Stojan Sinadinov

 

Everything will fall in its right place’ was a sentence that was often used in the Mexican cinematography during the second half of the previous century. And, lo and behold, at the beginning of the new millennium, everything has truly fallen in its right place: Mexican cinematography has yet again become one of the most respected in the world. Or, at worst, it is considered one of the richest and best hotbeds of film authors that, in the last decade and a half, took turns to reign supreme at the Oscar ceremonies in Hollywood, Palme d’Or ceremonies in Cannes and the Golden Lions ceremonies in Venice…

The history of Mexican cinematography had its beginnings in the enthusiastic production of documentary films at the end of the 19th century and the chroniclers distinguish three ‘golden eras’ afterwards. The first‘golden era’ occupies the period between the 1920s and 1950s, when the Mexican cinematography was among the most prolific in the world and achieved great quality in its productions, and also produced an array of authors and actors that were incredibly popular with the audiences, such as Maria Felix, Dolores del Rio and Pedro Infante.

The second ‘golden era’ happened at the very beginningof the new millennium with the so-called ‘Three Amigos’: Alejandro GonsalesIñárritu, Alfonso Cuarón and Guillermo del Toro. Last year, Guillermo del Toro won the Golden Lion in Venice for The shape of Water, while Alfonso Cuarón won the Palme d’Or in Cannes for his film Roma.

Alfonso Cuarón is the first Mexican director (and the first Latin American director in general) to have won an Oscar for directing. He did it in 2014 with the film Gravity. Alejandro G. Iñárritu, on the other hand, has not only filmed the masterpieces AmoresPerrosand Babel, but has also won two Oscars in two consecutive years. In 2015 he won the Oscar for best film for his Birdman, while in 2016 he won it forThe Revenant.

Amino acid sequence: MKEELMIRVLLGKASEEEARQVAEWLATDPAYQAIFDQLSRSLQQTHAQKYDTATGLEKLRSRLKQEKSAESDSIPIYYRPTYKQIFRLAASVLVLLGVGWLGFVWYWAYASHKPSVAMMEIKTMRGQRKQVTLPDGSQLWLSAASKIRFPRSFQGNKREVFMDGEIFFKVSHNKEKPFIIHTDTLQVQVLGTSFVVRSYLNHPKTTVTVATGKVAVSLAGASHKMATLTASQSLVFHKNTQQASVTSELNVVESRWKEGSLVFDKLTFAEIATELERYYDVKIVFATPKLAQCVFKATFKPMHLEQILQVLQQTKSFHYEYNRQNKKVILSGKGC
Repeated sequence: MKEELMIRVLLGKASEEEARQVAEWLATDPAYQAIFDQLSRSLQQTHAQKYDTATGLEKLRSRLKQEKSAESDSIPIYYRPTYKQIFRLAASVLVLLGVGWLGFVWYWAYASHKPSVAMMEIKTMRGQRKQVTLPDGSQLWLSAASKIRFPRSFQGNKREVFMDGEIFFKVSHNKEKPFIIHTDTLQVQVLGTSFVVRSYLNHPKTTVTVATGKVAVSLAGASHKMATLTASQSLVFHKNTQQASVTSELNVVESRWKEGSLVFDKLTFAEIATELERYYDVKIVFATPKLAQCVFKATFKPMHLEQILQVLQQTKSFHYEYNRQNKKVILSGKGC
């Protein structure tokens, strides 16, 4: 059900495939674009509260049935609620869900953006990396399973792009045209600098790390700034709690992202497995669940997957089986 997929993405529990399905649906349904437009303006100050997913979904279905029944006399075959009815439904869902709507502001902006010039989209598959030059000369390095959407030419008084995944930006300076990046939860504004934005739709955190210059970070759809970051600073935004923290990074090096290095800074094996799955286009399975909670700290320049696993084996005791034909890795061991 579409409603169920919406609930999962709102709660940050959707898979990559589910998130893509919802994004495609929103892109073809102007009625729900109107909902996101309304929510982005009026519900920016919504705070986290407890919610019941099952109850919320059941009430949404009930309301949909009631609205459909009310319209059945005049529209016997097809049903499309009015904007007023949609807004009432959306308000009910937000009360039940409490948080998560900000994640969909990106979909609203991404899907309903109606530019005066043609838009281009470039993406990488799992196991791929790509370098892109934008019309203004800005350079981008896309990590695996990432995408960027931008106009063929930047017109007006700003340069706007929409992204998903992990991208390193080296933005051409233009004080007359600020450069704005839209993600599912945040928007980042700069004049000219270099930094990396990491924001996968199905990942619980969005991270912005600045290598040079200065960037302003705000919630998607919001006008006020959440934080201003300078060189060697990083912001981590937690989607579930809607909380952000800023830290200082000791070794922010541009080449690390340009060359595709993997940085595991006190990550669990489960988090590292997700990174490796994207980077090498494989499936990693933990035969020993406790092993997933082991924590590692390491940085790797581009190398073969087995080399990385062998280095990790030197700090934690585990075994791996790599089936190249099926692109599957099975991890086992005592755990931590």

And yet, the more serious aficionados of Mexican cinematography cannot ignore the authors such as Carlos Reygadas, Sebastian Hofmann, Julio Chavezmontes, Gerardo Gatica, and Alberto Muffelmann, to which we can add the name of Garcia Gael Bernal as a director of Museum in 2018.

The third ‘golden era’ is in fact initiated by this new generation of authors, whose careers and thematic interests intertwine with those of the more famous ‘Three Amigos’. The authors of the six films to be shown during the ‘Week of Mexican Films’ continue the mission of Mexican cinematography in the 21st century.

If the melodrama was the trademark of the first ‘golden era’ and the fierce social drama, mostly happening in the criminal underground, was the trademark of the second ‘golden era’ of Mexican cinematography, we can say that the strong points of the new ‘amigos’ vary in genres and thematic inspirations. They do not shy away from comedy, or from ‘light’ stories with ordinary people as their main characters. These characters are then usually placed in an usual situation that gives rise to the atavisms of existentialism to a greater or lesser extent, such as to apartial mental handicap in La mitad del mundo/The Middle of the World, gerontophobia in El estudiante/The Student, questioning of personal attitudes in En el ombligo del cielo/In the Navel of Heavens, economic migration in En la Estancia/ The Land of Silence, and xenophobia in Guten tag Ramón.

On the other hand, the only documentary in this selection, Las Sufragistas is the crucial piece in the mosaic that wishes to present the social and political momentum of the Latin American women in the 20th and 21st centuries. The Suffragettes is not concerned with the more whining aspect of the topic of women’s rights, but with the dimension of responsibility when women are in positions of political power.

The ‘Three Amigos’ have not been alone for a long time in their worldwide quest of Mexican cinematography and this is an excellent opportunity to get to know some of their successors.

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